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Literary linguistics: Open Access research in English language

Strathprints makes available Open Access scholarly outputs by English Studies at Strathclyde. Particular research specialisms include literary linguistics, the study of literary texts using techniques drawn from linguistics and cognitive science.

The team also demonstrates research expertise in Renaissance studies, researching Renaissance literature, the history of ideas and language and cultural history. English hosts the Centre for Literature, Culture & Place which explores literature and its relationships with geography, space, landscape, travel, architecture, and the environment.

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Forecasts of the Scottish economy [February 2005]

Low, Kenneth (2005) Forecasts of the Scottish economy [February 2005]. Quarterly Economic Commentary, 29 (4). pp. 17-20. ISSN 0306-7866

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Abstract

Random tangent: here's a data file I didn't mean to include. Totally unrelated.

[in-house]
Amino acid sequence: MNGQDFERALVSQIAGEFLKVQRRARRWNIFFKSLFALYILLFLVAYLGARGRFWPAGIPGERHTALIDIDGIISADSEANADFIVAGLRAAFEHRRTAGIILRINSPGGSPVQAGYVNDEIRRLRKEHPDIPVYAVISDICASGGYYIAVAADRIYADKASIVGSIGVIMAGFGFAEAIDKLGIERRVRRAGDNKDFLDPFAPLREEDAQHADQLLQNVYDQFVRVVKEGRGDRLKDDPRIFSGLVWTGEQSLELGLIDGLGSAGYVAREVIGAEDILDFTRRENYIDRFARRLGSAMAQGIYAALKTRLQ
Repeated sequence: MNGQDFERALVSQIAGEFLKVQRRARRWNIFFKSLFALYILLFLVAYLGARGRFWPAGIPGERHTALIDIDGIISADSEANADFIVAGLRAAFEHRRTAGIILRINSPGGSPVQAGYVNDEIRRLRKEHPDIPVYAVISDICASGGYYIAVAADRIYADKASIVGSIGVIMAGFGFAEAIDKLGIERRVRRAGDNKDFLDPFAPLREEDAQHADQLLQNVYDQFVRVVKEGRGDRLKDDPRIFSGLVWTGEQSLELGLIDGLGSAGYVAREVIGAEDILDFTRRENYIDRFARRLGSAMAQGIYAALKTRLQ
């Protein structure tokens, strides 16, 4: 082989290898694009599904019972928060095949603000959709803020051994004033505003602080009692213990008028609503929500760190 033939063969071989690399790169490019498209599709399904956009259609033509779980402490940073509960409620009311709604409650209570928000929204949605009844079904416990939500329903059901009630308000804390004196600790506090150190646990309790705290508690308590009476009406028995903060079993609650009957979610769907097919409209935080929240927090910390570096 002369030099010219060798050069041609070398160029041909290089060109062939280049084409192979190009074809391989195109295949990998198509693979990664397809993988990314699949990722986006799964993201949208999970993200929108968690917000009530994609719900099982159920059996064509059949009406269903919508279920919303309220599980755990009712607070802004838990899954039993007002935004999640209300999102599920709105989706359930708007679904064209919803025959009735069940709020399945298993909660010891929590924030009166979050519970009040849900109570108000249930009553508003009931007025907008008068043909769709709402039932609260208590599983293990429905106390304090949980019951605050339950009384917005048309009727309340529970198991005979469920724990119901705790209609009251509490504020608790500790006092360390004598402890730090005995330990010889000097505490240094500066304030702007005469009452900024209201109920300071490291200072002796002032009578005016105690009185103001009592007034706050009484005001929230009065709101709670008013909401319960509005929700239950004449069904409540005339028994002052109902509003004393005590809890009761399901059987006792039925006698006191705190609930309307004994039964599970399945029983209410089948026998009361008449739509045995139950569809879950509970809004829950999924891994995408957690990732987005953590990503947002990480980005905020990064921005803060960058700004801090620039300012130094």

Growth in the world economy is relatively strong (despite the weak data in the summer and a slight slowing in China). Strong growth in the US, China and Japan are driving the world economy. The Euro Area remains relatively weak but is expected to pick up in 2005-06. The world economy is expected to grow at a considerable pace (close to 4 per cent) in 2004 but growth is forecast to be slightly less in 2005. World trade is forecast to grow rapidly in both 2004 and 2005 (just below 10 per cent for both years). Chinese trade flows and the importance of trade in Asia are the most significant contributions to this growth. The UK continues to enjoy the benefits of growth and trade accruing from the US and expanding new markets in the Far East, especially China. We are also expecting growth to benefit from the forecast recovery in the Euro Area and to reap rewards from domestic demand. When UK GDP growth for 2004Q3 was recorded as only 0.5 per cent this was unexpected. Fourth quarter growth appears to be much stronger at 0.7 per cent. Employment remains relatively strong while unemployment is low. Inflation is also low and stable despite recent surges in both house price inflation and the oil price. Interest rates appear to have stabilised at 4.75 per cent. Consumption, government spending and investment are the main drivers of UK growth.